The Ghost Leader

By | August 25, 2019

[August 25, 2019]  In my pre-teen days, a small group of friends and I worked stocking shelves in a local Piggly Wiggly Grocery Store.  Billy was my best buddy and he was the “boss.”  But we never saw the real boss; the store manager.  The manager was the ghost leader; a name that employees had given him.

“When the cat’s away, the mice will play.” – idiom by unknown

“Ghost leader” was an uncomplimentary, pejorative term.  The store manager was not well-liked anyway and perhaps that is why he was never around to guide or oversee our work.  For me, it was great not having an adult looking over my shoulder.  Plus, we had time to waste time in the back storeroom and kiss on some of the girls.  I liked the job and left only because school started back.

Everyone has experience with this situation.  Most places of business, hospitals, and government offices, you will rarely see someone who is in charge.  Those people are hidden, out of sight, for reasons unknown to me.  I always imagined that leadership meant being seen and heard.  That is why my type of leadership always involved walking around, getting to meet people, and hear what they had to say.

This kind of kick-the-tires, hands-on leadership is the best way, in my opinion, to show who’s in charge and permeates confidence in the workforce.  I can’t imagine it any other way.  This past weekend, I was in a local gift shop.  The employee at the counter couldn’t answer my question on a piece of jewelry I was looking at, so I asked for the store owner.  “Oh,” she said, “the owner never comes in.”  So much for getting my simple question answered.

The U.S. military has a tradition of establishing a line of succession for leaders.  In all missions, they make it clear who is in charge if the commander is killed or injured.  Someone has to be in charge and when in combat there is little time to sit around and figure who would be the best person to step up.  That is why there is a list that everyone knows.  That person also knows it and has the responsibility to be familiar with unit operations and the commander’s methods of leading the unit.

Looking back on my time stocking shelves, I see it fondly but only because I had a good time and made some extra cash.  But what I didn’t learn was what the experienced store manager could have taught me.  That will be lost forever.

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Author: Douglas R. Satterfield

Hello. I'm Doug and I provide at least one article everyday on some leadership topic. I welcome comments and also guests who would like to write an article. Thanks for reading my blog.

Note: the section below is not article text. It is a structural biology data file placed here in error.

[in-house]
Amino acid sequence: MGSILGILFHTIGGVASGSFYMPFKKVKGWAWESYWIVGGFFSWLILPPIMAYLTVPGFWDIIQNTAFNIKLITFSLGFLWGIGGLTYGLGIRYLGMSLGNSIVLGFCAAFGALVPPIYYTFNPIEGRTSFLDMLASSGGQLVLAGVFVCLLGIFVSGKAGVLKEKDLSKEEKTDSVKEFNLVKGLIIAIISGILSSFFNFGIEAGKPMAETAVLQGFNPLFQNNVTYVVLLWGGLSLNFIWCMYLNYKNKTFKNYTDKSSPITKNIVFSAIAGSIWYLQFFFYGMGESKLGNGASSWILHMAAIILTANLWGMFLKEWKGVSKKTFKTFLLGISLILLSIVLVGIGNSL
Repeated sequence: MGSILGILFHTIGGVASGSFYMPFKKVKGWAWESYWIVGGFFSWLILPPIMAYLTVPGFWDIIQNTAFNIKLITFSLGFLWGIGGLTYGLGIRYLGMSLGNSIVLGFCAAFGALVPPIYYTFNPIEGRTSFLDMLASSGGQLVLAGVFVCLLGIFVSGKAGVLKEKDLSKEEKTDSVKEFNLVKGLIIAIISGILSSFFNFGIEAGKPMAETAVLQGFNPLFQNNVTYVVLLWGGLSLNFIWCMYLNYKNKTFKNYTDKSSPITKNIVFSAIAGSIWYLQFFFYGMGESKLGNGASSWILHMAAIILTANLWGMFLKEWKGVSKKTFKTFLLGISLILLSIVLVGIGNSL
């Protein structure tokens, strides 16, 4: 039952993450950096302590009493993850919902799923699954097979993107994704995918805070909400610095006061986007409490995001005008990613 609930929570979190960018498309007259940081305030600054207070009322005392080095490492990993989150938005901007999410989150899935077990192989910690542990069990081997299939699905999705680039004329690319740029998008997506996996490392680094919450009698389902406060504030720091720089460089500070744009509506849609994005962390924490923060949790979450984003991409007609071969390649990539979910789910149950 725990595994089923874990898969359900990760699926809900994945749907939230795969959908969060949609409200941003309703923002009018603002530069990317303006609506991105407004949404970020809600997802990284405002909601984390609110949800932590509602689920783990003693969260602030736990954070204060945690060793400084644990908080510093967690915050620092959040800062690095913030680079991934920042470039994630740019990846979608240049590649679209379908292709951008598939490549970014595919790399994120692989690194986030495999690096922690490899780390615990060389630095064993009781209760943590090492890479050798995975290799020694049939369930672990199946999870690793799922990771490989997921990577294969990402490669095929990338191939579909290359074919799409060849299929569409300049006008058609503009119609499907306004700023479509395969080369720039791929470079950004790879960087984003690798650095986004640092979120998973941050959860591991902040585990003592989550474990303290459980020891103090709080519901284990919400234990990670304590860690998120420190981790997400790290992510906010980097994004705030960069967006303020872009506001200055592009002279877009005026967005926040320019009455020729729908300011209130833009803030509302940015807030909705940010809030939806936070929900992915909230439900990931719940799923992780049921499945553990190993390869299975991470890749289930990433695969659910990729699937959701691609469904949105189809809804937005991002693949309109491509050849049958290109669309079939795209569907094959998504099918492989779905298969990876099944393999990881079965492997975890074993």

14 thoughts on “The Ghost Leader

  1. JT Patterson

    Ha Ha. Great title and very attractive. I wondered what you would be writing about today and I was not disappointed. Well done!

  2. Harry Donner

    ‘Ghost leaders’ are unseen leaders. Interesting take on absent leadership.

  3. Georgie B.

    When you see leaders who are around others, being seen and heard, that is a real leader. They may make mistakes but people see them as real and not a fake. When you are not seen, questions begin to build in people’s minds about you. They cannot see the leader in action. They start to think the leader doesn’t care and that begins the downhill slide.

    1. Drew Dill

      Caring is one of the more important skills to have than most others. But, you must SHOW that you care and not just do it. Both matter. Absent leaders cannot show it.

      1. Xerxes I

        Thanks for supporting Gen. Satterfield’s ideas here, Drew and Georgie. I like coming to this website, despite not having been here long. I’m always glad to read the comment’s section too.

  4. Ed Berkmeister

    I work with a local charter school that is trying to recruit more students. Where ever I go to recruit the one thing I DON’T see are the leaders of the charter school. If the leaders are not out and about, how can anyone know they are serious about recruiting or attracting donations?

  5. Gil Johnson

    Long ago, I had a boss that was never there. He relied on his assistant who was a lazy slob to manage us ‘little people.’ Eventually I quit and went to another job where there was better pay and better leadership. The company went out of business (the one I left) and we picked up several of the disgruntled employees (who were much happier). If the leadership had been present, maybe that would not have happened.

    1. Joe Omerrod

      I hear this all the time. It’s one thing for a leader to be somewhere else in the company as long as everyone knows it. It’s when the leader’s absence is simply unexplained, that matters.

    2. Albert Ayer

      I too hear lots about this. Are leaders lazy? Or stupid? I don’t know but I think they lack the courage to do what is right and be out and about among everyone.

  6. Willie Shrumburger

    Another interesting article, thank you Gen. Satterfield.

  7. Nick Lighthouse

    You are correct that too many leaders are simply absent. Being there is important, much more important than people may realize.

    1. Darryl Sitterly

      Correct. Too many simply don’t want to know this.

    2. Yusaf from Texas

      Good comment, Nick. Glad to see you on today.

Comments are closed.